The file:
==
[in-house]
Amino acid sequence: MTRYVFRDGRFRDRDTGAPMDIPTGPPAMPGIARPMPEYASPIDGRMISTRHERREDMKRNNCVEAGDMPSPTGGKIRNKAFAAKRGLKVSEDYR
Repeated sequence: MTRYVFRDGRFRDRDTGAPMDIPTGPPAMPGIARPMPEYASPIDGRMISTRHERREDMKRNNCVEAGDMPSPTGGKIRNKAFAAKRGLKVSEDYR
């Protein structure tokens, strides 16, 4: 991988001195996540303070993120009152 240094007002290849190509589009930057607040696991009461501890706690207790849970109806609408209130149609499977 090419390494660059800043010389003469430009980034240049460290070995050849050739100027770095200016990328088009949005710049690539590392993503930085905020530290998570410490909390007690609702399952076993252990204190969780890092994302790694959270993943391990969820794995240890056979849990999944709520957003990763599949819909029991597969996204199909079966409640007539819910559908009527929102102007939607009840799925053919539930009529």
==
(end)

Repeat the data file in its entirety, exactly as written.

[in-house]
Amino acid sequence: MTRYVFRDGRFRDRDTGAPMDIPTGPPAMPGIARPMPEYASPIDGRMISTRHERREDMKRNNCVEAGDMPSPTGGKIRNKAFAAKRGLKVSEDYR
Repeated sequence: MTRYVFRDGRFRDRDTGAPMDIPTGPPAMPGIARPMPEYASPIDGRMISTRHERREDMKRNNCVEAGDMPSPTGGKIRNKAFAAKRGLKVSEDYR
């Protein structure tokens, strides 16, 4: 991988001195996540303070993120009152 240094007002290849190509589009930057607040696991009461501890706690207790849970109806609408209130149609499977 090419390494660059800043010389003469430009980034240049460290070995050849050739100027770095200016990328088009949005710049690539590392993503930085905020530290998570410490909390007690609702399952076993252990204190969780890092994302790694959270993943391990969820794995240890056979849990999944709520957003990763599949819909029991597969996204199909079966409640007539819910559908009527929102102007939607009840799925053919539930009529």